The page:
Mentions: piPipes comprises five pipelines designed to analyze small RNA-seq, RNA-seq, degradome- and CAGE-seq, ChIP-seq or genome-seq data. The small RNA-seq pipeline reports the abundance, length distribution, nucleotide composition and 5′-to-5′ distance (‘Ping-Pong’ signature) of piRNAs assigned to genomic annotations, including individual transposon families and piRNA clusters, the initial sources of piRNA precursor transcripts. The RNA-seq pipeline reports the normalized abundance of transcripts from both genes and transposons. The degradome-seq pipeline offers methods to identify piRNA-directed cleavage products. This pipeline can also be used to analyze any long RNA sequencing method designed to define RNA 5′ ends, e.g. CAGE-seq. The ChIP-seq pipeline uses the widely used peak-calling algorithm MACS2 (Zhang et al., 2008), focusing on piRNA clusters and transposons. The genome-seq pipeline detects novel transposition events as well as structural variation. Supplementary Figure S1 illustrates the general piPipes workflow, using the small RNA-seq pipeline as an example. First, all reads aligned to ribosomal RNA (rRNA) sequences are removed. The remaining reads are then mapped to microRNA (miRNA) hairpin sequences to quantify the abundance and 5′- and 3′-end heterogeneity of mature miRNAs. Reads that do not match rRNAs or miRNAs are then mapped to the reference genome. piPipes next assigns reads to different genomic features (e.g., transposons, piRNA clusters and genes) by their coordinates. To achieve maximal speed, piPipes parallelizes this step on multiple threads using ParaFly software from the Trinity package (Grabherr et al., 2011). For the reads assigned to each genomic feature, piPipes draws publication-quality graphs of length distribution and nucleotide composition, as well as the distance between the 5′ ends of two small RNAs from opposite strands of the same locus, a standard method for detecting piRNA ‘Ping-Pong’ amplification or siRNA phasing (Fig. 1A and Supplementary Fig. S1B). Furthermore, piPipes generates a table that summarizes the number of unique and multiple mappers counted as species (distinct sequences) or reads. The RNA-seq pipeline also starts with rRNA removal. The remaining reads are then mapped to the genome using STAR (Dobin et al., 2013). piPipes quantifies transcript abundance from genomic alignment by both Cufflinks (Trapnell et al., 2010) and HTSeq-count (Anders et al., 2014). In addition, direct mapping of the reads to the transcriptome is performed using Bowtie2 followed by eXpress quantification (Roberts and Pachter, 2013). Degradome-seq and CAGE-seq share the same pipeline because both methods aim to characterize the 5′ ends of RNAs. This pipeline discards reads that can only be mapped to the genome via soft clipping of their 5′ ends (i.e. the prefixes of these reads do not map to the genome). The alignment procedure is otherwise similar to that used for RNA-seq data. The nucleotide composition for each genomic feature is calculated as in the small RNA pipeline (Supplementary Fig. S3B). The ChIP-seq pipeline aligns the ChIP and input libraries to the genome using Bowtie2. piPipes calls peaks using MACS2 (Zhang et al., 2008), which supports both narrow (such as transcription factors) and broad (such as histone 3 trimethyl lysine 9, H3K9me3) peaks. Transcription start site, transcription end site and metagene analyses of different genomic features are implemented by bwtool (Pohl and Beato, 2014). The genome-seq pipeline applies different algorithms, including BreakDancer (Chen et al., 2009), RetroSeq (Hormozdiari et al., 2010; Keane et al., 2013) and TEMP (Zhuang et al., 2014), to discover transposon insertion, deletion and other structural variation events (Supplementary Fig. S5). piPipes uses a Circos plot (Zhang et al., 2013) to represent the variant loci discovered by each algorithm across different chromosomes (Fig. 1D).Fig. 1.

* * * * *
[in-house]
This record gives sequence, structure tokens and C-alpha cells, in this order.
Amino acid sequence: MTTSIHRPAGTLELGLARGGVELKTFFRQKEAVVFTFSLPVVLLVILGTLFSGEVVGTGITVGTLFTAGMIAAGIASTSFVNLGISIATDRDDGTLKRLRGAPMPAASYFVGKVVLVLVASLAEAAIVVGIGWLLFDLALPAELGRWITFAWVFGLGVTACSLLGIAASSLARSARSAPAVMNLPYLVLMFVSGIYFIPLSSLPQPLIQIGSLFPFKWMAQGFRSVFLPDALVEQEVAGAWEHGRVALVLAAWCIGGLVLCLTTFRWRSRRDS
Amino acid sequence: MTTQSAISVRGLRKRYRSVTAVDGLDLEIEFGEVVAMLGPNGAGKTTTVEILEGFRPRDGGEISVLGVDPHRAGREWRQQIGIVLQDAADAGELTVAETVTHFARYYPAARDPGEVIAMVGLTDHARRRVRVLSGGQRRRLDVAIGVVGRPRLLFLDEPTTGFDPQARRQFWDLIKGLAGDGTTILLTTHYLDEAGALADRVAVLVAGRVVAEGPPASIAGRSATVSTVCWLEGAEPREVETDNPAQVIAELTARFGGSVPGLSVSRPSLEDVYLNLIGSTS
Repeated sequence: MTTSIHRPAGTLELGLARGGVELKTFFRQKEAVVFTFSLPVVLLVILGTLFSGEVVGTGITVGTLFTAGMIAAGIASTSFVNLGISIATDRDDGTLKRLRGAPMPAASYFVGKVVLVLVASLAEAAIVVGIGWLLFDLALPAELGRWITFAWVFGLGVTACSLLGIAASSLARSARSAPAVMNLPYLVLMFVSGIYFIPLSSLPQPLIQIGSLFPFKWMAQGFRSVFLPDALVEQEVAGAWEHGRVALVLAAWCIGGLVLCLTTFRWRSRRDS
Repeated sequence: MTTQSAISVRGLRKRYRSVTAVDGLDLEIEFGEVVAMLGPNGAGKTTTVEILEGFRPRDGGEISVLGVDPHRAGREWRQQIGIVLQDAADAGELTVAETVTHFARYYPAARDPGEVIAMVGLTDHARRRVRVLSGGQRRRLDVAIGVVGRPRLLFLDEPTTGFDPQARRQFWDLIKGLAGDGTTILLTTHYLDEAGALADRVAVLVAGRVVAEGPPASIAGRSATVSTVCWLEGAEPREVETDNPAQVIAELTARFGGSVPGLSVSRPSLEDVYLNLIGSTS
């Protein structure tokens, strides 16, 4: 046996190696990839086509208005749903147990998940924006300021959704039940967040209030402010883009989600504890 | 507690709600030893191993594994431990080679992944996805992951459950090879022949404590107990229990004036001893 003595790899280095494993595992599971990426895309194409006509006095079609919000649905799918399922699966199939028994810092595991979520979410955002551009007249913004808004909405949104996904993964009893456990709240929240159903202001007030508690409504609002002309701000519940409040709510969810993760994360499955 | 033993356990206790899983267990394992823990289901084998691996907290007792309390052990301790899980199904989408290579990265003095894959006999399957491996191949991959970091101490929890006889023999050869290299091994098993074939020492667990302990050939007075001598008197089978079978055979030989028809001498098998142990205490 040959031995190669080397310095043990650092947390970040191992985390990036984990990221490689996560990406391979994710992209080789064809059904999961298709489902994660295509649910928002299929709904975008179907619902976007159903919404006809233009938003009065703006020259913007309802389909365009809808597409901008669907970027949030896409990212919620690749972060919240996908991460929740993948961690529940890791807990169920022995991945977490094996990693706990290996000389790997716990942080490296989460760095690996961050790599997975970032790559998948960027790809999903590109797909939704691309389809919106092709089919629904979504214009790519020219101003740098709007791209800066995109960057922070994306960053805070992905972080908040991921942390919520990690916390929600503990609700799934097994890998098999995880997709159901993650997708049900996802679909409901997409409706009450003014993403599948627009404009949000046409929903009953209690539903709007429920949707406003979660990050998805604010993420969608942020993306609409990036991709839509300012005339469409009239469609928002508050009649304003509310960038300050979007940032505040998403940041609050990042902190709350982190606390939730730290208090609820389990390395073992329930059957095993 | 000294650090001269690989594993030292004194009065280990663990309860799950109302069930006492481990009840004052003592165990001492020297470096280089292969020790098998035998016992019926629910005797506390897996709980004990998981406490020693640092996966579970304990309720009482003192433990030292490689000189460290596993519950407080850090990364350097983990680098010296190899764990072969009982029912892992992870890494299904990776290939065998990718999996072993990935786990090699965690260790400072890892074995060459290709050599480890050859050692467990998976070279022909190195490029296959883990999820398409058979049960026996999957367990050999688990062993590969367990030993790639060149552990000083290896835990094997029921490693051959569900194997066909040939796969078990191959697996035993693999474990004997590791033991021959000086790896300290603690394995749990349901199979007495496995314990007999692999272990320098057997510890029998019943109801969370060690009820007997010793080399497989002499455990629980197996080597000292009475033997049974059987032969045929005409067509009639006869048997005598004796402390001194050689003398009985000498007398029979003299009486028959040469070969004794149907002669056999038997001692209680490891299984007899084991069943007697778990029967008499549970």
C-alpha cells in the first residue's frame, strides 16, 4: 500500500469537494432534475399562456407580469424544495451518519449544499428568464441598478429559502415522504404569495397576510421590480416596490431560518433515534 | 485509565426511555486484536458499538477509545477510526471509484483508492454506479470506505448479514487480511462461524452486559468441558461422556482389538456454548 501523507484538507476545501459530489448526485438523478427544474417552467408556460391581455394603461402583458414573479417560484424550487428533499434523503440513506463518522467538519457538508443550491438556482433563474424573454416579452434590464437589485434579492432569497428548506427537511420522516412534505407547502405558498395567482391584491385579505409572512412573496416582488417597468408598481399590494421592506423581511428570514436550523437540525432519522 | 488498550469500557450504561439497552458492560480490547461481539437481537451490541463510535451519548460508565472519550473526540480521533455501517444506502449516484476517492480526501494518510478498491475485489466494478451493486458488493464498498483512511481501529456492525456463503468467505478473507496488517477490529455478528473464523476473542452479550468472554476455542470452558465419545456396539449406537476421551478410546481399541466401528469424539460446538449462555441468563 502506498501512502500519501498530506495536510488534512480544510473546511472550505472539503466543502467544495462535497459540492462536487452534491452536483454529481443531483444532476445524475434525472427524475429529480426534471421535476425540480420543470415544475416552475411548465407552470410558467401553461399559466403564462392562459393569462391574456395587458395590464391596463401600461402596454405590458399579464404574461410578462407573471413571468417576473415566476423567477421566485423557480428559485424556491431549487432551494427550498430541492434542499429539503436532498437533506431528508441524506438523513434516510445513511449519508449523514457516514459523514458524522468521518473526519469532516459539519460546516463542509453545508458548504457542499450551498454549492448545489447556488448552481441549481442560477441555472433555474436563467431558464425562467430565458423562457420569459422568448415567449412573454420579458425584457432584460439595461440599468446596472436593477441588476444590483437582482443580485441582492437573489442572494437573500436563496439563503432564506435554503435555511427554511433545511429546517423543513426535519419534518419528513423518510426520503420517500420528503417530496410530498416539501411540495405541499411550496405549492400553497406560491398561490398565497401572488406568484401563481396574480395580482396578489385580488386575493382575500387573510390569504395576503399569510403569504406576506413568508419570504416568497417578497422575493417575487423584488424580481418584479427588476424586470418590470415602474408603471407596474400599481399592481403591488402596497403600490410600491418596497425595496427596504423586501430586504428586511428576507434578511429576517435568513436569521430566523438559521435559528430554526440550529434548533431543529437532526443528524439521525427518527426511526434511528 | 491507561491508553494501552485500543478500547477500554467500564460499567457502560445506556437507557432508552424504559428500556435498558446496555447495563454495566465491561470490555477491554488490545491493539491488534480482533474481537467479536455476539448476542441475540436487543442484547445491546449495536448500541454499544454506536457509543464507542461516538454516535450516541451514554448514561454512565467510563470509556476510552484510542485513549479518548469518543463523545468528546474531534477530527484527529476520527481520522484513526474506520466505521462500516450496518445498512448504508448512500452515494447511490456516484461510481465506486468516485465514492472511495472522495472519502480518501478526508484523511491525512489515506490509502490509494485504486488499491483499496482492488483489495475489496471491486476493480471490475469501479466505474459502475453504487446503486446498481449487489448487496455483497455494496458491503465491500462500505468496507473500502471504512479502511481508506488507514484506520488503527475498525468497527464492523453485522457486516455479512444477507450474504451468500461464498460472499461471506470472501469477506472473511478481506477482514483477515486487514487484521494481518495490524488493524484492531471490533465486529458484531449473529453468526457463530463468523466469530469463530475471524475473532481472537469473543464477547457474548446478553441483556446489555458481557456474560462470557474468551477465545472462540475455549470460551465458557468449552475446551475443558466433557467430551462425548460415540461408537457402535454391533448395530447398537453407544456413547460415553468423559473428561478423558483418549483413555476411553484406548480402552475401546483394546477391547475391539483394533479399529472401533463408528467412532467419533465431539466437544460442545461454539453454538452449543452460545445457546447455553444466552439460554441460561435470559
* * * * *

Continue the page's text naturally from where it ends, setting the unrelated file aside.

piPipes: a set of pipelines for piRNA and transposon analysis via small RNA-seq, RNA-seq, degradome- and CAGE-seq, ChIP-seq and genomic DNA sequencing.

Han BW, Wang W, Zamore PD, Weng Z - Bioinformatics (2014)

Gallery of piPipes Figures (A) Barplot representing length distribution of Drosophila w1 ovary small RNAs assigned to sense (blue) and antisense (red) strands of transposons. (B) Scatterplot comparing w1 to aubHN2/QC42 Drosophila ovary RNA-seq reads assigned to mRNA (NM; red), non-coding RNA (NR; green) and transposons (blue). (C) Metagene plot of H3K9me3 ChIP-seq of piRNA clusters from flies in which piwi mRNA was depleted by double-stranded RNA-triggered RNA driven by a triple Gal4 driver (SRX215630). (D) Circos plot representing the locations of, from the periphery to the center, cytological position, piRNA clusters, SV discovered by TEMP (tiles), retroSeq (tiles) and VariationHunter (links) using genomic sequencing of 2–4-day-old ovaries